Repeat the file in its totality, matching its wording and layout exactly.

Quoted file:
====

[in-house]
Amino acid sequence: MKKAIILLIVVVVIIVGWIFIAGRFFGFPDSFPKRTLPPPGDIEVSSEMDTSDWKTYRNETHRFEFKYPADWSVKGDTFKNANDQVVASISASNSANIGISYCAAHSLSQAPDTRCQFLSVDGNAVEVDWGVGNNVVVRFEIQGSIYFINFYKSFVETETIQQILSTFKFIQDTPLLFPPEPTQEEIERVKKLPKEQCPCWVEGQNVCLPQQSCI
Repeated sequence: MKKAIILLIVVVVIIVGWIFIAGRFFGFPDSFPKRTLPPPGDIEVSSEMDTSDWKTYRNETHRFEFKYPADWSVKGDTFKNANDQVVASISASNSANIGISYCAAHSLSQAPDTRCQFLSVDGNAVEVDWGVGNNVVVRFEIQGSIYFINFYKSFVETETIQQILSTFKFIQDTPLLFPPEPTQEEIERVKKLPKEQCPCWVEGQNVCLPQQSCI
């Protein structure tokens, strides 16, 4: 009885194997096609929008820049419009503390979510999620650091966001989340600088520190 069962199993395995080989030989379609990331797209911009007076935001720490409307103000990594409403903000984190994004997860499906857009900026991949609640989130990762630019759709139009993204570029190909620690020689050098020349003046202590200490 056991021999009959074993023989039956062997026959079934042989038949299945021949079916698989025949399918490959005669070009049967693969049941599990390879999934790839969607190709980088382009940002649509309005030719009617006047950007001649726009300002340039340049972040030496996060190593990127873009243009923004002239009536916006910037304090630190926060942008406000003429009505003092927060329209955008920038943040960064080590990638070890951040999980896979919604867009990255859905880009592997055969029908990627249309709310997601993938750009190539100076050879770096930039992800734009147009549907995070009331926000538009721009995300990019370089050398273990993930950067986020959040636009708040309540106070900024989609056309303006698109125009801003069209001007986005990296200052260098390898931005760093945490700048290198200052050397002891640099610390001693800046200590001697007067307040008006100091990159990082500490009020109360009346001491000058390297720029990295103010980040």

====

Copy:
[in-house]
Amino acid sequence: MKKAIILLIVVVVIIVGWIFIAGRFFGFPDSFPKRTLPPPGDIEVSSEMDTSDWKTYRNETHRFEFKYPADWSVKGDTFKNANDQVVASISASNSANIGISYCAAHSLSQAPDTRCQFLSVDGNAVEVDWGVGNNVVVRFEIQGSIYFINFYKSFVETETIQQILSTFKFIQDTPLLFPPEPTQEEIERVKKLPKEQCPCWVEGQNVCLPQQSCI
Repeated sequence: MKKAIILLIVVVVIIVGWIFIAGRFFGFPDSFPKRTLPPPGDIEVSSEMDTSDWKTYRNETHRFEFKYPADWSVKGDTFKNANDQVVASISASNSANIGISYCAAHSLSQAPDTRCQFLSVDGNAVEVDWGVGNNVVVRFEIQGSIYFINFYKSFVETETIQQILSTFKFIQDTPLLFPPEPTQEEIERVKKLPKEQCPCWVEGQNVCLPQQSCI
């Protein structure tokens, strides 16, 4: 009885194997096609929008820049419009503390979510999620650091966001989340600088520190 069962199993395995080989030989379609990331797209911009007076935001720490409307103000990594409403903000984190994004997860499906857009900026991949609640989130990762630019759709139009993204570029190909620690020689050098020349003046202590200490 056991021999009959074993023989039956062997026959079934042989038949299945021949079916698989025949399918490959005669070009049967693969049941599990390879999934790839969607190709980088382009940002649509309005030719009617006047950007001649726009300002340039340049972040030496996060190593990127873009243009923004002239009536916006910037304090630190926060942008406000003429009505003092927060329209955008920038943040960064080590990638070890951040999980896979919604867009990255859905880009592997055969029908990627249309709310997601993938750009190539100076050879770096930039992800734009147009549907995070009331926000538009721009995300990019370089050398273990993930950067986020959040636009708040309540106070900024989609056309303006698109125009801003069209001007986005990296200052260098390898931005760093945490700048290198200052050397002891640099610390001693800046200590001697007067307040008006100091990159990082500490009020109360009346001491000058390297720029990295103010980040």